States Start to Make Temporary COVID-19 Telehealth Changes Permanent

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Following the decision of the HHS’ Centers for Medicare and Medicaid Services (CMS) to expand access to telehealth services and increase coverage in response to the COVID-19 pandemic, states introduced temporary emergency waivers to their telehealth laws.

There have been increasing calls for the changes to telehealth regulations to be made permanent and several states, including Massachusetts, Colorado, and Idaho, and recently taken steps to see the recent changes to telehealth laws continue after the COVID-19 public health emergency is declared over.

Massachusetts Makes COVID-19 Telehealth Policy Changes Permanent

On March 16, 2020, the Massachusetts Board of Registration in Medicine (BORIM) approved a new policy that states the same standard of care applies to in-person and telehealth visits and a face-to-face encounter is not a pre-requisite for a telehealth visit. The policy was introduced on a temporary basis in response to COVID-19, but on June 26, 2020, BORIM made the policy change permanent. This is the first telehealth-specific policy to be adopted by BORIM and Massachusetts was one of the first states to make temporary COVID-19 telehealth policies permanent.

There have been increasing calls at the Federal level for the expansion of access to telehealth services to be made permanent and for there to be continued reimbursement parity for in-person and virtual visits when the COVID-19 nationwide public health emergency is declared over.

COVID-19 Telehealth Changes Could Continue When the Public Health Emergency is Declared Over

CMS Administrator Seema Verma has expressed support for the expansion of telehealth access to continue and, at a recent meeting of the Senate Committee on Health, Education, Labor & Pensions (HELP), the 30+ temporary changes to Federal telehealth policies were discussed and Congress was urged to make several of the changes permanent. There is a commonly held view that telehealth can improve patient outcomes, help providers deliver a better patient experience, and that telehealth will help to reduce the cost of healthcare provision.

Two Federal policy changes that have attracted considerable support are the relaxation of the Medicare originating site requirement to allow physicians to provide telehealth services to all patients, no matter where they are located, and expansion of the number of telehealth services covered under Medicare.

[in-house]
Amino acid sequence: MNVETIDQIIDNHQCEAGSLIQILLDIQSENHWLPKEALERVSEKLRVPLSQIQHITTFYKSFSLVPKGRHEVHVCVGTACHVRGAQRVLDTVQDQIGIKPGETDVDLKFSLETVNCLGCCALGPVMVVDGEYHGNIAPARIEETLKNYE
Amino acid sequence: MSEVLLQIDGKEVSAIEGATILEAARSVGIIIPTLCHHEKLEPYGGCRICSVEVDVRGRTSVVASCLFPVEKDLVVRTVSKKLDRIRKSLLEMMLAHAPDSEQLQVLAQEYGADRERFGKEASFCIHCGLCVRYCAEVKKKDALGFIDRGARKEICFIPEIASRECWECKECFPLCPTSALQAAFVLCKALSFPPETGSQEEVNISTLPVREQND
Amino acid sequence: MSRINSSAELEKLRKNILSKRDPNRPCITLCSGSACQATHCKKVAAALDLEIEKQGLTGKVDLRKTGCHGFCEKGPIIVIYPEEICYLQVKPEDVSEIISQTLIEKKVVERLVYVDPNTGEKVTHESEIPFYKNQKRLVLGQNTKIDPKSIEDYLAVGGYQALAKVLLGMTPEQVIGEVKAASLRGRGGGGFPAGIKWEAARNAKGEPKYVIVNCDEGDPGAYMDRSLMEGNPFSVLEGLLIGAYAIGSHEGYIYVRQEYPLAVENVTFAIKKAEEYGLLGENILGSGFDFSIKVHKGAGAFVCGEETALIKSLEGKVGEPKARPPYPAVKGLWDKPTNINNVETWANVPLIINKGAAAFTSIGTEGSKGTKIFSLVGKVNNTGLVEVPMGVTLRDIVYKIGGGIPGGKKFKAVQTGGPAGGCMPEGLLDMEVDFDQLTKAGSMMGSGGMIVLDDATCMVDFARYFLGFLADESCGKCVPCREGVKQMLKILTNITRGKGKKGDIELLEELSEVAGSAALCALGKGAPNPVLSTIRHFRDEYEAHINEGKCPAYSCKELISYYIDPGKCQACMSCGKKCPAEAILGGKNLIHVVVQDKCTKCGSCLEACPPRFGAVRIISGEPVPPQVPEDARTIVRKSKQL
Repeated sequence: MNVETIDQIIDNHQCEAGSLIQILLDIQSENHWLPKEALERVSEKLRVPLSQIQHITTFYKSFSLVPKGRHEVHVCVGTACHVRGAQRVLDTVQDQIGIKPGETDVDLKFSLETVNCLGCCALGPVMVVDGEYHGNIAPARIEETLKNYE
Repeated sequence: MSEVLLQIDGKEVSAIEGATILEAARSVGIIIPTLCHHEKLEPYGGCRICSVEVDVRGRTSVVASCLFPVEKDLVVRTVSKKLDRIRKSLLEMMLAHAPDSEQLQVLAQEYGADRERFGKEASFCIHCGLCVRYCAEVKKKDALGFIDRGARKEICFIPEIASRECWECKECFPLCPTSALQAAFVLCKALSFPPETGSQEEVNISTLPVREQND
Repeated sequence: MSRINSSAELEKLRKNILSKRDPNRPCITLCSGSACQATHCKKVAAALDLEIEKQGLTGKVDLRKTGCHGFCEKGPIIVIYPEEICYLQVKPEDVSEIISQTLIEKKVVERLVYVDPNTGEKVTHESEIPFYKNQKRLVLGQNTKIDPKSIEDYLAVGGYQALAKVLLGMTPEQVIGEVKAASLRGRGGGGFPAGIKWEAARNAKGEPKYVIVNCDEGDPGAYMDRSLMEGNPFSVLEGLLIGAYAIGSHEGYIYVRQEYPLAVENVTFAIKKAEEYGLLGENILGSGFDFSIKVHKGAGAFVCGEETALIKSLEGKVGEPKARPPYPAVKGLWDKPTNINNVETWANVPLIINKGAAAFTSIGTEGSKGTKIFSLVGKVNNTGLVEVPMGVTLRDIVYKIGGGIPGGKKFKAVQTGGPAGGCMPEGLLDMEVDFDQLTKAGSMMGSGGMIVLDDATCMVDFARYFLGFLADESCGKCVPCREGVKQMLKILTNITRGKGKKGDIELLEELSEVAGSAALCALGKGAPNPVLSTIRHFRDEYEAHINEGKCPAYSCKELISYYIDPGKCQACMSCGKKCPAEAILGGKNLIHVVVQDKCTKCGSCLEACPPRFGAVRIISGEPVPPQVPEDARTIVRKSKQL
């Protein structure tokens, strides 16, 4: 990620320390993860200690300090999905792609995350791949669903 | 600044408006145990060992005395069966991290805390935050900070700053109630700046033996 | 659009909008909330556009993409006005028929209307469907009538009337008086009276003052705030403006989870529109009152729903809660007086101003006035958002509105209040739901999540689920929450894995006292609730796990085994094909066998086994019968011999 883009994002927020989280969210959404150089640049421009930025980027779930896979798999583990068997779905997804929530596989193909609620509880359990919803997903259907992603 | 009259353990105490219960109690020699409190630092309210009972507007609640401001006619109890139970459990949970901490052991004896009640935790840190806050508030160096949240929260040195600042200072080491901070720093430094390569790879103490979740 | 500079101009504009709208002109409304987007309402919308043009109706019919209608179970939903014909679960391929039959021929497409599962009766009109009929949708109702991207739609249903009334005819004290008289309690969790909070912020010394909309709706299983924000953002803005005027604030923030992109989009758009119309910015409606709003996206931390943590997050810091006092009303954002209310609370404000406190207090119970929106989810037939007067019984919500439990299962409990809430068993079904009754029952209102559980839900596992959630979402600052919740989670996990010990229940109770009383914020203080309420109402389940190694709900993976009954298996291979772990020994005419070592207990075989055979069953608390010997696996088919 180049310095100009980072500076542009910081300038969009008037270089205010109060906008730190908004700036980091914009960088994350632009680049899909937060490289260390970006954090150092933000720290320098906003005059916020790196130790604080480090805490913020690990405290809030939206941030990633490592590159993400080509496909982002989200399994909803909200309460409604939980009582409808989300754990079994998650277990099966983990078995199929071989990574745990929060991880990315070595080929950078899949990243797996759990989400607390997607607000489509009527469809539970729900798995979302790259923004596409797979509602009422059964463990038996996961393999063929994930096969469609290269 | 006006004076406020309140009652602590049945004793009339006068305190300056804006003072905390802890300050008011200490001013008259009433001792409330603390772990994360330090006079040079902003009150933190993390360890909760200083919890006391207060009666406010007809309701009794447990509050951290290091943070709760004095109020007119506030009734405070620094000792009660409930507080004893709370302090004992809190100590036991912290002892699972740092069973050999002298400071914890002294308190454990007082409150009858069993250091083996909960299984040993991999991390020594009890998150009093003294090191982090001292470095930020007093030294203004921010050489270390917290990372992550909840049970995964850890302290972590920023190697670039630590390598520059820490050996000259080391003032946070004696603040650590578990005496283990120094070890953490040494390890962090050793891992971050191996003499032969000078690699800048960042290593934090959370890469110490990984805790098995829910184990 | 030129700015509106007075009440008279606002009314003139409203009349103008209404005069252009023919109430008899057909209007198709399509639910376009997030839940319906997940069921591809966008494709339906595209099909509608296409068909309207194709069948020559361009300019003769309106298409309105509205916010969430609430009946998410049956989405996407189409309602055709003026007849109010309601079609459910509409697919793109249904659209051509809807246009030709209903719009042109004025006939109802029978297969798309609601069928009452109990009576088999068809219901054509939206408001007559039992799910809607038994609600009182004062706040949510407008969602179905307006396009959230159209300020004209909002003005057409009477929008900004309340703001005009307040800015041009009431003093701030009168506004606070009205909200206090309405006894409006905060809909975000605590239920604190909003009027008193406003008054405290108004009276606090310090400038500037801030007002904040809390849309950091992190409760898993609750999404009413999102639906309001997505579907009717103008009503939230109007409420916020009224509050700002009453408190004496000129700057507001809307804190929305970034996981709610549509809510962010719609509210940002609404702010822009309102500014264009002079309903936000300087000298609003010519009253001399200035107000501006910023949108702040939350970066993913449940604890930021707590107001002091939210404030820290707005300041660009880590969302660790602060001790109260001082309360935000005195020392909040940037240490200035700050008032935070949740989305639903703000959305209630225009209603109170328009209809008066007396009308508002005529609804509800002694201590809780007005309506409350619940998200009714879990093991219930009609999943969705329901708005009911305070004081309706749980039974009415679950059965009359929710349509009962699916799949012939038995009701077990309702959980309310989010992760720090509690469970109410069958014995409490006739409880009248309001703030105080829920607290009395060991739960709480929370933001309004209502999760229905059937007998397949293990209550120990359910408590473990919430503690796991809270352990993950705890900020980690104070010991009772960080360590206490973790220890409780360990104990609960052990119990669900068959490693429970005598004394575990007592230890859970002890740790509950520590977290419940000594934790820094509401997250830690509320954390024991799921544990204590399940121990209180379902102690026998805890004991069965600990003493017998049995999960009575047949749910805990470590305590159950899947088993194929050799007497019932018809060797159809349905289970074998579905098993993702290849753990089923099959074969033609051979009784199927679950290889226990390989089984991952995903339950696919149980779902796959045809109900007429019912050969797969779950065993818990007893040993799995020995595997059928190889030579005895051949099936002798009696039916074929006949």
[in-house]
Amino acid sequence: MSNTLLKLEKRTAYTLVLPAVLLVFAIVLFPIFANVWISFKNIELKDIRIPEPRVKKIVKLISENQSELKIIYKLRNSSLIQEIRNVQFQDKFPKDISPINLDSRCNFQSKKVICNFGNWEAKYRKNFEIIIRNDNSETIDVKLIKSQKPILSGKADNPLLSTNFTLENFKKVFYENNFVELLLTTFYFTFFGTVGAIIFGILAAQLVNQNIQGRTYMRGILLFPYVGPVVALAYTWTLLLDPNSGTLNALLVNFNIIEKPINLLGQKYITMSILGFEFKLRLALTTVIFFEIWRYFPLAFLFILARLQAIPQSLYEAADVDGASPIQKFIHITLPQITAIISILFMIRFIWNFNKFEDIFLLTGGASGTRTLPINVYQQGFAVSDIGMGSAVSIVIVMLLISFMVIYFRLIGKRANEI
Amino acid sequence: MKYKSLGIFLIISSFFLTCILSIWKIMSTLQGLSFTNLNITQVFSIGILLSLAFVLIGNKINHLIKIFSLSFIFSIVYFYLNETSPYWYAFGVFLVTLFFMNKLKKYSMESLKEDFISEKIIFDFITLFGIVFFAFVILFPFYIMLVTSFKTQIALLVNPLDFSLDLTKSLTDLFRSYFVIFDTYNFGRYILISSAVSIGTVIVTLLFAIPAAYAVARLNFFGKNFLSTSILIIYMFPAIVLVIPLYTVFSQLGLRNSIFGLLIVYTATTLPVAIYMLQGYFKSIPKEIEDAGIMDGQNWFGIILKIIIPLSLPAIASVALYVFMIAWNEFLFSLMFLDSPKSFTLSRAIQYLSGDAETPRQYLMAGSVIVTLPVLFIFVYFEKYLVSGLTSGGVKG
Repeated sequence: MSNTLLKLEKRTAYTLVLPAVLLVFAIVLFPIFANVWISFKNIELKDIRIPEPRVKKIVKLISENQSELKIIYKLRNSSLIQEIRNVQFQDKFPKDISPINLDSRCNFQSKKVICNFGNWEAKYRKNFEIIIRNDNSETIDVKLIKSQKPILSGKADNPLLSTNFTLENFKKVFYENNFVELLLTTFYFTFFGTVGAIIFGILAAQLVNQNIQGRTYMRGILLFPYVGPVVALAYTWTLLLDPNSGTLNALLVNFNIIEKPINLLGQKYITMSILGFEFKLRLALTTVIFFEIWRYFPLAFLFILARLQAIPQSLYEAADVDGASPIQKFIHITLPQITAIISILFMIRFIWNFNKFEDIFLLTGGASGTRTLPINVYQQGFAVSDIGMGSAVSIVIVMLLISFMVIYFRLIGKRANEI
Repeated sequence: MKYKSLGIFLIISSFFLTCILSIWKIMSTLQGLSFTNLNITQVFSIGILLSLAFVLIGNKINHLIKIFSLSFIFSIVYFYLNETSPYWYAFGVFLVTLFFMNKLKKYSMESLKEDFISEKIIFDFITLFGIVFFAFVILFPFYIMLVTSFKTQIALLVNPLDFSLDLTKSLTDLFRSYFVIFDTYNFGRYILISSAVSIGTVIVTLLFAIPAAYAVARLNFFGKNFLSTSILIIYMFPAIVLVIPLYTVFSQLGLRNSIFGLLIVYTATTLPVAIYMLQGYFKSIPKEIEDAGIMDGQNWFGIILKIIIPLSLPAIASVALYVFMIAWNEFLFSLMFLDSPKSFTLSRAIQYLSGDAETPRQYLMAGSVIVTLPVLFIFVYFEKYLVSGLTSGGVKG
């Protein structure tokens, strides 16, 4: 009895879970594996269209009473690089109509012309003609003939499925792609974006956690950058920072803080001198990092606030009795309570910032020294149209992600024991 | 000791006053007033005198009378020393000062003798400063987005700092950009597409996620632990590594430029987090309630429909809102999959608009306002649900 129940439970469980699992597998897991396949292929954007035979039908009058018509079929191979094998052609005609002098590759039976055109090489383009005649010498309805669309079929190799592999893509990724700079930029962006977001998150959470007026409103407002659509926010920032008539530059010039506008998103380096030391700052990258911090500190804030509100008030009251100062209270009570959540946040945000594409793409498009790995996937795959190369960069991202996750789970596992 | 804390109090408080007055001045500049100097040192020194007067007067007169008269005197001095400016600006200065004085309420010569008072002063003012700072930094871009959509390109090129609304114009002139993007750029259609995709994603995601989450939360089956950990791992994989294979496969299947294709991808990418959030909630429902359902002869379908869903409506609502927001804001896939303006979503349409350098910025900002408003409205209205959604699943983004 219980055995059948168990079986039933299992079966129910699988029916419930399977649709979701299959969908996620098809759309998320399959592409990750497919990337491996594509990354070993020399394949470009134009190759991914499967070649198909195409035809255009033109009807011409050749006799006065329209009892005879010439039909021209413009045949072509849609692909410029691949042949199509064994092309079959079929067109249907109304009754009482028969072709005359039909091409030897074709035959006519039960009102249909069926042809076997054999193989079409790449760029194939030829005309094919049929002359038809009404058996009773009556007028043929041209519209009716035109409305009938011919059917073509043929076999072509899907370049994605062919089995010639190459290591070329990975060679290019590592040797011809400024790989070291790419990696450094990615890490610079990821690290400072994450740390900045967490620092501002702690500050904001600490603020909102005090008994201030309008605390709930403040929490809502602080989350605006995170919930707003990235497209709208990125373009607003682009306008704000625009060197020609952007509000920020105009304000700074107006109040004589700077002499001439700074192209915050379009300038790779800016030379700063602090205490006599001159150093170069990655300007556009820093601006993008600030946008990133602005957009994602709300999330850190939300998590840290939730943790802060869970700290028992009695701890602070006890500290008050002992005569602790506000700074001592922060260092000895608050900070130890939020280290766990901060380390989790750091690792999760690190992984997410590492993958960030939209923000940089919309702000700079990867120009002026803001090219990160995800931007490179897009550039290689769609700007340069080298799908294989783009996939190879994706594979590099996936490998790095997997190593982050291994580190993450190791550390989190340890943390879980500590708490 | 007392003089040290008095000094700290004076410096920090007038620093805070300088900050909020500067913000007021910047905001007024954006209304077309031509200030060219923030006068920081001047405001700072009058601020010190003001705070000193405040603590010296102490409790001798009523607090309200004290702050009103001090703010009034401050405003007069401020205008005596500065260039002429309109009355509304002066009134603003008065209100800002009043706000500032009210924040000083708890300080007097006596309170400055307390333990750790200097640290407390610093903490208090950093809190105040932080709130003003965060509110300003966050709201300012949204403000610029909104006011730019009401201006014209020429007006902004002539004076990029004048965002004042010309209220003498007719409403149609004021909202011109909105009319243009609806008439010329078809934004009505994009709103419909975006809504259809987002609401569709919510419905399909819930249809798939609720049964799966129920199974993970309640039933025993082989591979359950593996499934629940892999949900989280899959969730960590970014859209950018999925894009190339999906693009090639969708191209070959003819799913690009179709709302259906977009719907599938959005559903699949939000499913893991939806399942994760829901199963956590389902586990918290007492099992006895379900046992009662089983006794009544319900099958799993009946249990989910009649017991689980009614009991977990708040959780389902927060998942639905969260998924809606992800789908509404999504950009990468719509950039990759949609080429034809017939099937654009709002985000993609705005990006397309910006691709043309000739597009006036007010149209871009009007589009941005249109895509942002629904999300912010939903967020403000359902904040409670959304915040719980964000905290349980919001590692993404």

Idaho and Colorado Governors Take Steps to Make COVID-19 Telehealth Changes Permanent

These and other policies changes have received support at the state level. Colorado Governor, Jared Polis, signed a bill this week that prohibits health insurance companies from requiring a patient to have a pre-established relationship with a virtual care provider. The law, which applies to Medicaid and state-regulated health plans, also prohibits insurers from imposing additional location, certification, or licensure requirements on providers as a condition for telehealth reimbursement. The restrictions on the technology that can be used to provide telehealth services have also been removed. Now, audio or video communication solutions only need to be compliant with the HIPAA Security Rule in order to be used to provide telehealth services to Colorado patients.

Idaho Governor Brad Little has similarly taken steps to see the COVID-19 related changes to telehealth laws continue, including the state’s temporary telehealth rule waivers that increased the medications that could be prescribed in telehealth visits, the broadening of the technology that can be used for providing telehealth services, and the change that allows out-of-state providers to treat patients virtually.

“Our loosening of healthcare rules since March helped to increase the use of telehealth services, made licensing easier, and strengthened the capacity of our healthcare workforce – all necessary to help our citizens during the global pandemic,” said Gov. Little. “We proved we could do it without compromising safety. Now it’s time to make those healthcare advances permanent moving forward.”

All states expanded access to telehealth services for Medicaid beneficiaries following the CMS announcement to expand access to telehealth and increase coverage. Many more states are now expected to make their emergency changes permanent.  However, health insurers must also make changes and confirm that they will continue to reimburse physicians for virtual visits at the same rate as in-person visits, otherwise it is likely that telehealth will be dropped in favor of in-person visits.

Author: Steve Alder has many years of experience as a journalist, and comes from a background in market research. He is a specialist on legal and regulatory affairs, and has several years of experience writing about HIPAA. Steve holds a B.Sc. from the University of Liverpool.

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